5. Create Detailed Profiles on All Relevant Social Media Platforms

Have a comprehensive profile on social media to dominate search results for your name — sites like Facebook, Twitter, Instagram, YouTube, Pinterest, Reddit, Tumblr and Flickr. If you have a common name, include your middle name. This all may be simple, but it will require time and effort invested, good SEO and backlinks to rank these pages. – Diego OrjuelaCables & Sensors

6. Start Guest Posting on Credible Sites

Guest posting on credible sites and publications will allow you to take control of search results for your name. The guest posts you write for credible sites will rise to the top of search results so that when people search for your name, they’ll see that you’re associated with the best, most high-quality sites. – Syed BalkhiWPBeginner

7. Discover How People Are Finding You

Do prospects search for your product or service by its name? Or, do they search for their problem and possible solutions? If you want to show up in more search results, create content that search engines determine to be relevant and useful. – Stanley MeytinTrue Film Production

8. Spread Your Digital Footprint With Backlinks to Your Website

When anyone searches your name, ideally your website shows up first. A few ways to assure that happens: buy the domains for your name, backlink all your social media sites to your website, backlink your name and get some coverage via podcasts, blogs, radio and other outlets and have them backlink your website and name to your main site. This will ensure your website ranks for you name. – David EhrenbergEarly Growth Financial Services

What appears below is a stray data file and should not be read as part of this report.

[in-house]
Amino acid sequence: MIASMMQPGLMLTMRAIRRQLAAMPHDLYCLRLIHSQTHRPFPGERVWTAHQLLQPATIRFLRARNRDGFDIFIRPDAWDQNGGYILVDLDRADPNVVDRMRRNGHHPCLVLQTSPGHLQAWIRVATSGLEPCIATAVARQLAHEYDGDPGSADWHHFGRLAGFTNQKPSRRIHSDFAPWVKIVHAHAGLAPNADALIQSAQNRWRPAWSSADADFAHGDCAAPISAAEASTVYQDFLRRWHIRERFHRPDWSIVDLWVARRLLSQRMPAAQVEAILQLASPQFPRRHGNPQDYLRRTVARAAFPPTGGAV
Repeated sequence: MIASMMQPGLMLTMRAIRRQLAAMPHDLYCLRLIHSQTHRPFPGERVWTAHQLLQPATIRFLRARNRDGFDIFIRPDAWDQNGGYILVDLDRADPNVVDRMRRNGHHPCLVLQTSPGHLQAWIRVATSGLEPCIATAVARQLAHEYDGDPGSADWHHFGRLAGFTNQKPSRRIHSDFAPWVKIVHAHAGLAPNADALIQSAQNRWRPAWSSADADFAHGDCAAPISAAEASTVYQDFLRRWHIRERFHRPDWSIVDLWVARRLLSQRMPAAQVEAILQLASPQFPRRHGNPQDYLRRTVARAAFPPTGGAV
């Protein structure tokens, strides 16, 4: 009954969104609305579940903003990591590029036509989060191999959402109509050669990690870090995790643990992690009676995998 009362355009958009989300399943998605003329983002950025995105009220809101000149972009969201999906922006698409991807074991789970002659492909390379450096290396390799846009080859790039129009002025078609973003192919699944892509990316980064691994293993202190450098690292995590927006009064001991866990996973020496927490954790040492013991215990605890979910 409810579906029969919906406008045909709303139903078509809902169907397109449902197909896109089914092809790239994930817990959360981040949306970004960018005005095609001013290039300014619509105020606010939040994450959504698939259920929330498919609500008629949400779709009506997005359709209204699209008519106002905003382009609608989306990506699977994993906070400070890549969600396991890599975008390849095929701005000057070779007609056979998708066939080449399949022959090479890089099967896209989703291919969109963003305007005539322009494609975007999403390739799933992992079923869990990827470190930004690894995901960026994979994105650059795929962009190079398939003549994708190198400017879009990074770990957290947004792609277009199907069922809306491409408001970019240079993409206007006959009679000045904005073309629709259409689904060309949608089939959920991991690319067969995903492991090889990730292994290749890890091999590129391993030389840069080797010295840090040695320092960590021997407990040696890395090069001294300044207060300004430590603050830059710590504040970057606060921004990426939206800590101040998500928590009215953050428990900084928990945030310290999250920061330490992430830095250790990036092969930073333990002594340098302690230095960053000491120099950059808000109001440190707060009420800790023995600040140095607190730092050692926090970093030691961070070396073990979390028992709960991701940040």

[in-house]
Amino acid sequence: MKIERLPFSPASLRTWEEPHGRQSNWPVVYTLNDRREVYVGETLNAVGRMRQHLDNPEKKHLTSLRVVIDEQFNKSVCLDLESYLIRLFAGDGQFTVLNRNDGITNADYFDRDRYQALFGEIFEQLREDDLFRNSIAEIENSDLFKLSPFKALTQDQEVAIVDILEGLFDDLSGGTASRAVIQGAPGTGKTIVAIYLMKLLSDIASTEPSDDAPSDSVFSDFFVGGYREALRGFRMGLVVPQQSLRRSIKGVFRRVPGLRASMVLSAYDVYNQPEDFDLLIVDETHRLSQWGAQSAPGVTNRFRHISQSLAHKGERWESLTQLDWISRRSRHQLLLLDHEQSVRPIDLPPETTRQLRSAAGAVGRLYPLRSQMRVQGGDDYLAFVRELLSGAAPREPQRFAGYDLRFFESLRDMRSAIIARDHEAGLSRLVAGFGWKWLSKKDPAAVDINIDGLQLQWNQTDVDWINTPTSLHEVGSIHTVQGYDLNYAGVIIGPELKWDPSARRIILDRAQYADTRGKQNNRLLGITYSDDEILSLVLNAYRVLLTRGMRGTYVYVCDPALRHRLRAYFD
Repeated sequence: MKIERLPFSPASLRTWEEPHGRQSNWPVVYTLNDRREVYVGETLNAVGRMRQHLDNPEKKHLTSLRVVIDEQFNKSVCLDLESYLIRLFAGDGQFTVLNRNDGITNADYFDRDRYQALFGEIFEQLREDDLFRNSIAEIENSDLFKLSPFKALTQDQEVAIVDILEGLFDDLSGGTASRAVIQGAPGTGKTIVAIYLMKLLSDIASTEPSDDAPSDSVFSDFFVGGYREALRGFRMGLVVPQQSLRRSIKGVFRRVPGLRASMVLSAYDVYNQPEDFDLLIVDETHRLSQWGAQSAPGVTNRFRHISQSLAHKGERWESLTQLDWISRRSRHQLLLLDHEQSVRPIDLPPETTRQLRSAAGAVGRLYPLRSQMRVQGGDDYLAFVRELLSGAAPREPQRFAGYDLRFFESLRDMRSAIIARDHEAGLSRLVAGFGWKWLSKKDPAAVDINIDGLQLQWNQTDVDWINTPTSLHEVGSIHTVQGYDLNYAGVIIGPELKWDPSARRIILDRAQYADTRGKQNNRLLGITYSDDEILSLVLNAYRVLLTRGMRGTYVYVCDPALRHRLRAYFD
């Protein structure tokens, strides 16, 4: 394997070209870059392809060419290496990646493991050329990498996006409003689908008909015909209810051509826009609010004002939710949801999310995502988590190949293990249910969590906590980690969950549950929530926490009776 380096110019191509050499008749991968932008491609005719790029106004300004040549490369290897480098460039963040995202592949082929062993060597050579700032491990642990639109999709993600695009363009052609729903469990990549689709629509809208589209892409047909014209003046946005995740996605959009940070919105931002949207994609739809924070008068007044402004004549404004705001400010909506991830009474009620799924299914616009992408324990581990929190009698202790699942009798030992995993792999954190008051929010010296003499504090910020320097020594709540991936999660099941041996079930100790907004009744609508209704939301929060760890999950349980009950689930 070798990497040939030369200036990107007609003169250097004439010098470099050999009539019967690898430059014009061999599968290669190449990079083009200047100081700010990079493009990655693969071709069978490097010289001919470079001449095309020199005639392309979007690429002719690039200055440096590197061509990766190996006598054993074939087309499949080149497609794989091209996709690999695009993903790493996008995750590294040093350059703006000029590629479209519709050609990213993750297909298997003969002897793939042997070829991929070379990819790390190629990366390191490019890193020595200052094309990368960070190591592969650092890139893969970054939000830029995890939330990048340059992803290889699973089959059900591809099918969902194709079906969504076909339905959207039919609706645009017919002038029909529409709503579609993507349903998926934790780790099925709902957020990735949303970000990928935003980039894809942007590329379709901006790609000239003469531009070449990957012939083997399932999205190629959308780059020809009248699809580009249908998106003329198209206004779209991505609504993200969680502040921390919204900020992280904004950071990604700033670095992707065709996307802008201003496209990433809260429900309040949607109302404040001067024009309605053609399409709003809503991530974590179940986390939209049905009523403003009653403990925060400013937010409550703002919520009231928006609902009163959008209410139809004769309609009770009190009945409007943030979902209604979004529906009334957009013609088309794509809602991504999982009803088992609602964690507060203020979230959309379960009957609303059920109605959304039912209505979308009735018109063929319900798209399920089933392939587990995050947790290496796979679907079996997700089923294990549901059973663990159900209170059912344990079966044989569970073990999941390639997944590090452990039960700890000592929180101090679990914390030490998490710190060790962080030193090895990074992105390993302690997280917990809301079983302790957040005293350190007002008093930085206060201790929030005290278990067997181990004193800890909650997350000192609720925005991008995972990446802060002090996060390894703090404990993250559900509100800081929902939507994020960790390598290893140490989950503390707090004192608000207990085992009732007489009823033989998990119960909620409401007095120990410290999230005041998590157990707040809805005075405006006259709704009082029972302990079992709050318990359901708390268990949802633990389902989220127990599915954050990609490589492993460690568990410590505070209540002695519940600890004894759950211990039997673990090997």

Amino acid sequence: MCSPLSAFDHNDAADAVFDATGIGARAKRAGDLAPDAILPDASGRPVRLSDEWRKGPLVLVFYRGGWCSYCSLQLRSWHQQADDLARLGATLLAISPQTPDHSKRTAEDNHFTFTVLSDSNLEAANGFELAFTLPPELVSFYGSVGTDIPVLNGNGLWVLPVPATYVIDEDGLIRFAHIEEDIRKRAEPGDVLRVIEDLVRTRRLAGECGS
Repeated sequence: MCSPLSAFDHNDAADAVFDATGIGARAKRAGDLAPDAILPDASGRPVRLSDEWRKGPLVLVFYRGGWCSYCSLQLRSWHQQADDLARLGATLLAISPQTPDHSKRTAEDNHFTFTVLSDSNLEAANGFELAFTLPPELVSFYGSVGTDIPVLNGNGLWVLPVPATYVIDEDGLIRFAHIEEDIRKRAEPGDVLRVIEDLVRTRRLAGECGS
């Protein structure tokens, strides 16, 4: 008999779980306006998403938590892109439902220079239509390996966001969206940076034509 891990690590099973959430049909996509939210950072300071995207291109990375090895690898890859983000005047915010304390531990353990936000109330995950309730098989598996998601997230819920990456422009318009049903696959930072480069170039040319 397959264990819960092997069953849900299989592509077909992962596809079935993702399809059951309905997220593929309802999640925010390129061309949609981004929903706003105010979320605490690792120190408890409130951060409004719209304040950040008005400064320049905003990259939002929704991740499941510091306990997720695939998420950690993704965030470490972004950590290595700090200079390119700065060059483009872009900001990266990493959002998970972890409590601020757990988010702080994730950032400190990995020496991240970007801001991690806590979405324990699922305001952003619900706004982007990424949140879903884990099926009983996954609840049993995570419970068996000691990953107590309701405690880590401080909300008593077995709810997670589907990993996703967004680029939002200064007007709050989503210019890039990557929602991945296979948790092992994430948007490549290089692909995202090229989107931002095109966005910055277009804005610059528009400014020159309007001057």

9. Use a Tool to Monitor What’s Being Said About You Online

Use a tool to monitor what’s being said about you online. While you can’t control what other people say about your company, you can control how you respond and handle the situation. If someone left a bad review of you somewhere online, you can discover it and reply to them in an attempt to reach a resolution. – John TurnerSeedProd LLC

10. Google Yourself in Incognito Mode

First, you need to see what comes up when you search your name. Sign out of your Google account or open an incognito window and search for your name. Look through the results and see what comes up. You might find that years ago you’ve created online accounts that you no longer want to be associated with. When you do discover those unwanted results, delete those accounts or remove your info. – Chris ChristoffMonsterInsights

11. Be Selective With Your Media Interviews

To effectively manage your public image, including the search results for your name, be selective about the media interviews you give. Work with bloggers and reporters who understand your accomplishments, ambitions and values so they can articulate those well. It’s easy for audiences to misinterpret things, so just be mindful about how others present information about you. – Firas KittanehAmerisleep

12. Flood Google with Information